Jurisprudence

Why the Bannon Prison Sentence and Trump Jan. 6 Subpoena Matter

Bannon with a beard and popped collar looking a bit glum.
Stephen Bannon speaks to journalists after leaving federal court after being sentenced on October 21, 2022 in Washington, D.C. Chip Somodevilla/Getty Images

On Friday, one year to the day after Congress voted to hold Steve Bannon in contempt for defying the Jan. 6 committee’s subpoena, Bannon was sentenced to four months in jail. He was allowed to stay out of custody pending his appeal.

The sentence by Carl J. Nichols, a Trump appointee, was not the six-month term that the Justice Department wanted, which is the top of the sentencing guidelines for the crime of contempt. But don’t be fooled into thinking that the conviction and sentence don’t matter. Holding Bannon accountable in this way is a significant win for the rule of law, even if there is a wait before he actually faces that accountability.

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First, the rule of law dies if individuals can thumb their nose at legal processes. A subpoena means you must appear before a court or legislative committee and be sworn to tell the truth. Last October, Bannon decided just not to show up. He was saying in effect, “You can take this subpoena and shove it.”

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Law means that legislatively enacted rules are what reign in a country, not kings, their courtiers or their power. Without those rules, there is no order. If one person can violate them without consequence, no one will feel compelled to pay them heed. The result, to borrow the words of 17th century British political philosopher Thomas Hobbes, would be a state-of-nature life that is “nasty, brutish and short.”

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Credit Attorney General Merrick Garland for understanding these things and acting. Prior attorneys general have regularly ignored congressional referrals to the Justice Department to prosecute contempt.

Observe the difference that enforcement of the law makes. On Thursday, Politico reported that Donald Trump had hired a law firm to deal with the January 6 committee’s subpoena. That subpoena was officially released on Friday with a demand for him to appear for a deposition on November 4 to testify about his “central role” in the attempt to overturn the 2020 election. In case you haven’t noticed, he hasn’t always been respectful of such commands, but he appears to be paying attention to the subpoena and wanting the committee to know it.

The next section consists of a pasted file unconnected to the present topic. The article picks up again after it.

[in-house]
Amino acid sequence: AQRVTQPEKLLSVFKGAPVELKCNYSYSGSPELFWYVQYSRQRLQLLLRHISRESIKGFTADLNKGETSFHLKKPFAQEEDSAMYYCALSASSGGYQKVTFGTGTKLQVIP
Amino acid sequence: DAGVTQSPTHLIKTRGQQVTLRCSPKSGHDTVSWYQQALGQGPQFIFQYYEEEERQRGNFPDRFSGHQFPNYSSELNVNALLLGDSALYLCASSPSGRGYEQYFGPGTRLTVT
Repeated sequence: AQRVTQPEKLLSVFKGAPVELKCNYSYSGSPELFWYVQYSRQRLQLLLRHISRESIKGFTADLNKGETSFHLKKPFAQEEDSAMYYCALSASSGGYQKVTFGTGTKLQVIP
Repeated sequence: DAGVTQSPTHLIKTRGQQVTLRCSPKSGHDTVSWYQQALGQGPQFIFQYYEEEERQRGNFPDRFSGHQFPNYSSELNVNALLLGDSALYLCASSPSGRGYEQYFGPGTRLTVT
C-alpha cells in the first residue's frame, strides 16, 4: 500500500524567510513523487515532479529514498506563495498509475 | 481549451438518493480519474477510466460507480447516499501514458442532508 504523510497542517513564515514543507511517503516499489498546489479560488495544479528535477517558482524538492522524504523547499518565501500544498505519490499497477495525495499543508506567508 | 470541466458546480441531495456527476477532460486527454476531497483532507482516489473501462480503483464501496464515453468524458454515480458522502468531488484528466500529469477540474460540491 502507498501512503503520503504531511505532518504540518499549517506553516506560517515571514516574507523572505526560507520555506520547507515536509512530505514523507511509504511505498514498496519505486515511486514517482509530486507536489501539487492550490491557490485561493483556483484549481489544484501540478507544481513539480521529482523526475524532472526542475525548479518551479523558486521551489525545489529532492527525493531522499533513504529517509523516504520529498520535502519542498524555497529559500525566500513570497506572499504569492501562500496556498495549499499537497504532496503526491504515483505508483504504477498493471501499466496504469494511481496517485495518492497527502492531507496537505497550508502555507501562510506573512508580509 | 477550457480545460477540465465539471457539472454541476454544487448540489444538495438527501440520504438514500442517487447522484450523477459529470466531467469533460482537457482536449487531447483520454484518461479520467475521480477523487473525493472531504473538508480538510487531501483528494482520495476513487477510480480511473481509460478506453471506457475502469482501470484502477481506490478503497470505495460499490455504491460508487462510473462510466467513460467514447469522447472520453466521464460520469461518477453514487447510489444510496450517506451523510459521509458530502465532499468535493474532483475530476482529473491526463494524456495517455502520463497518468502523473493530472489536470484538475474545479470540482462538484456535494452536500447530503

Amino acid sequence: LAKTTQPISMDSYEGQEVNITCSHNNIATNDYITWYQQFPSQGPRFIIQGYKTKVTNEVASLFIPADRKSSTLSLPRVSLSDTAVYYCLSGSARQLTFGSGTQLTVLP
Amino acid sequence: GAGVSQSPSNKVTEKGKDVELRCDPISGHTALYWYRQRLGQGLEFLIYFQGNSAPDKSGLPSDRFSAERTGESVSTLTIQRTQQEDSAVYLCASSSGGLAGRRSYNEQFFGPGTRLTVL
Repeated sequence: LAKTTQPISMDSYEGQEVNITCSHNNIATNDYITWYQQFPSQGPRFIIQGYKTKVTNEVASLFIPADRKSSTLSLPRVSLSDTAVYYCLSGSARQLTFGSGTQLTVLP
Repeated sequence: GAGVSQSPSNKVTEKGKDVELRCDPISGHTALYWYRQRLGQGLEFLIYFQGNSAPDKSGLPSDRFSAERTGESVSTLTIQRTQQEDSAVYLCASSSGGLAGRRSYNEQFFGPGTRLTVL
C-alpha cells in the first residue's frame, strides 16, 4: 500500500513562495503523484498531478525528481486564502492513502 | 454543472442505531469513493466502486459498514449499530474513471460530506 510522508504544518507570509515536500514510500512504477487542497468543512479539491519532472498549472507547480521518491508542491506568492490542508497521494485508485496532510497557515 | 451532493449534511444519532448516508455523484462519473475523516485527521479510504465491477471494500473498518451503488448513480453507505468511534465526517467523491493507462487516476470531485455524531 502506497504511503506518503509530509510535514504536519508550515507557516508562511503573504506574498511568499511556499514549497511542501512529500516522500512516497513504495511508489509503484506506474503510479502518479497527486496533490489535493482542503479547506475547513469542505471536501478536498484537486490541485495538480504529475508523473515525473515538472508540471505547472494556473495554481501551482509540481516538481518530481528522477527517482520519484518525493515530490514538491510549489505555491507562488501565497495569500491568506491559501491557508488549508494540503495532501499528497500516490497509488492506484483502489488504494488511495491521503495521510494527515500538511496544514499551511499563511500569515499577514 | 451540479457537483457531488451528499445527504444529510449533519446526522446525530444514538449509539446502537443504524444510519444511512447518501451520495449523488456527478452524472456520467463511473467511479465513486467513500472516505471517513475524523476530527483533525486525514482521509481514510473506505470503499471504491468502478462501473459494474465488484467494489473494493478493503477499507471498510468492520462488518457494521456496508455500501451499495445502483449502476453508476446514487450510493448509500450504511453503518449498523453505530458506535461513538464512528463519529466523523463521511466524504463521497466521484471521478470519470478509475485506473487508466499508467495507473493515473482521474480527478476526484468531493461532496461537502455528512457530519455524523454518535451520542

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Second, respect for the law requires that the consequences for disobedience be significant. As Judge Nichols told Bannon, “Others must be deterred from committing similar crimes.” The federal contempt statute only required that Bannon serve one month. Four times that mandatory minimum is not nothing.

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If Steve Bannon didn’t care about spending months behind bars, why did he lobby for and accept a 2021 pardon on his federal indictment for scamming his followers on a phony grift raising money to “build the wall?”

And for those among us who may doubt that a four-month sentence promotes respect for the law, compare the sobered Steve Bannon of October 2022, after his sentence, with the one before his arraignment in November 2021. In front of the microphones after his sentencing, Bannon expressed his respect for the court and for the legal process. A year ago, he predicted for the media that his trial would be “the misdemeanor from hell” for Merrick Garland, Nancy Pelosi, and Joe Biden. That prediction faded into the woodwork after his conviction, like so much Steve Bannon’s bluster.

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Third, Judge Nichols, at a moment where cynicism about our constitutional structure threatens to sweep the country, just reaffirmed that our court system continues to function well. Appointed by Donald Trump in 2018, Nichols brooked no foolery in Bannon’s trial or in imposing sentence.

In this, Judge Nichols followed other Trump appointees on the 11th Circuit, who recently ruled against Trump in the Mar-a-Lago classified documents case. Their rulings have demonstrated that Aileen Cannon, another Trump appointee who has ignored precedent to rule in his favor, will hopefully be an outlier, not representative of those appointed to the bench, whichever president named them. Rather, institutional principle and precedent predominate in the criminal courts over those who would transgress them.

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There is something else worth noting. For multiple reasons, the January 6 insurrection and Bannon’s defiance of the House subpoena are birds of a feather. Both involve defiance of law and order. The subpoena that Bannon spurned was part of investigating what happened on Jan. 6. Without a full and complete investigation of an insurrection, more are guaranteed.

That’s why it matters that Bannon was prosecuted and faces months behind bars, just like those individuals who participated directly in the violence. As for his release pending appeal, in my experience as a former federal prosecutor, that was the norm in white collar cases. Nichols was a careful judge during the trial, so you can count on that appeal failing and Bannon doing his time.

Four months in jail may not seem severe unless, like Bannon, you’ve never heard an iron-barred door clink closed behind you as you enter a 10-foot-by-10-foot cell with a toilet, a bed, and little else. Judge Nichols sent a message to Bannon like the one that Nichols’ D.C. colleague, District Court Judge Reggie Walton, issued on Thursday, when he sentenced Jan. 6 insurrectionist Aiden Bilyard: “You make your bed, you gotta lie in it.”

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